restricted access Inheritance and Succession in Informal Settlements of Latin American Cities: A Mexican Case Study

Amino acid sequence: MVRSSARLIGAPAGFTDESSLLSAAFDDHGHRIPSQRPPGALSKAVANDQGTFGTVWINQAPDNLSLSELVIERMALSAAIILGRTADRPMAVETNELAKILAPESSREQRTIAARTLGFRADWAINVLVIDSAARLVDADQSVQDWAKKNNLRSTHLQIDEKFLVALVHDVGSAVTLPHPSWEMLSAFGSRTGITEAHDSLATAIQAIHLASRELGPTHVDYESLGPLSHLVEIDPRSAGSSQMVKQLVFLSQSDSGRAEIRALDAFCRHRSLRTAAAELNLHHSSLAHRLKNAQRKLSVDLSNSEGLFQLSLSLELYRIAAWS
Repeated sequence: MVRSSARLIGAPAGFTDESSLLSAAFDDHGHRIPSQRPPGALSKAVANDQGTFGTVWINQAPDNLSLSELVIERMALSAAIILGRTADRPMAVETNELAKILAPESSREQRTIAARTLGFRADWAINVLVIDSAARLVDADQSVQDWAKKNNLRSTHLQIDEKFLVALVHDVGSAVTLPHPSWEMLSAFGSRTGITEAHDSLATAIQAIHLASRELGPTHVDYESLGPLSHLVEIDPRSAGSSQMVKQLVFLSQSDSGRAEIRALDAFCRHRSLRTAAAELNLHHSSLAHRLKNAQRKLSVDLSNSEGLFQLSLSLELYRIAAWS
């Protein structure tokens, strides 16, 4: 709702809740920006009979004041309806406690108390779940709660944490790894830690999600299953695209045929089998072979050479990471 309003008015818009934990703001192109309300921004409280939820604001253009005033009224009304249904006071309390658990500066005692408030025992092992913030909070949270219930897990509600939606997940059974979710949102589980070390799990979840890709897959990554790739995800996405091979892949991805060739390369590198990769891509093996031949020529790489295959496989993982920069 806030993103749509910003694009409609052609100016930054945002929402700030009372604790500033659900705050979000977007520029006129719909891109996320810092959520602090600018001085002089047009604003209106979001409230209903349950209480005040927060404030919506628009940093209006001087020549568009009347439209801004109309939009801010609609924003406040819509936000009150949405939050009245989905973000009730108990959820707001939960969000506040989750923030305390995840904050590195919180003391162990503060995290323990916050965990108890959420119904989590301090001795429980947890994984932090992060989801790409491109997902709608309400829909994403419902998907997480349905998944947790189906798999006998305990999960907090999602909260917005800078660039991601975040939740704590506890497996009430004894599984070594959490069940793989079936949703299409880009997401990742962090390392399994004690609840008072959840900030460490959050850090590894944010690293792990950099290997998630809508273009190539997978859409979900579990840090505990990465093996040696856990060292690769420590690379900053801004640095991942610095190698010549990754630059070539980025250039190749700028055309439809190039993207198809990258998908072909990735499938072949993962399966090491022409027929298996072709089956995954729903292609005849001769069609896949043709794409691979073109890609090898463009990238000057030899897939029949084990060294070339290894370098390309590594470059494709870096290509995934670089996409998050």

Latin American urban areas often comprise large low-income former shantytown areas that originated as illegal land captures and that have been consolidated through self-build over thirty years or more. Today most of the original households still live in their homes, often alongside adult children (and grandchildren). As part of the Latin American Housing Network study (, this article reports on survey research for Mexico and describes the stability and nature of these shared arrangements and the considerable asset value now represented by these properties. Although these properties are often considered patrimonio para los hijos, many consolidator pioneers are aging, so that the issue of property inheritance has become salient, especially for second-generation adult children and their families. However, fewer than 10 percent of owners have wills, and most will die intestate, often having made verbal inheritance arrangements regarding their "estate." This augurs the rise of a new round of informality of property holding that bears little relation to the national and state legal provisions that actually govern inheritance succession, whether through wills or via intestacy provisions. The article describes the various legal codes that prevail in Mexico relating to marriage and acquisition and assigning of property upon death, and it offers several case scenarios of interfamilial and intragenerational conflict, especially insofar as these relate to gender and social constructions of inheritance rights among the poor.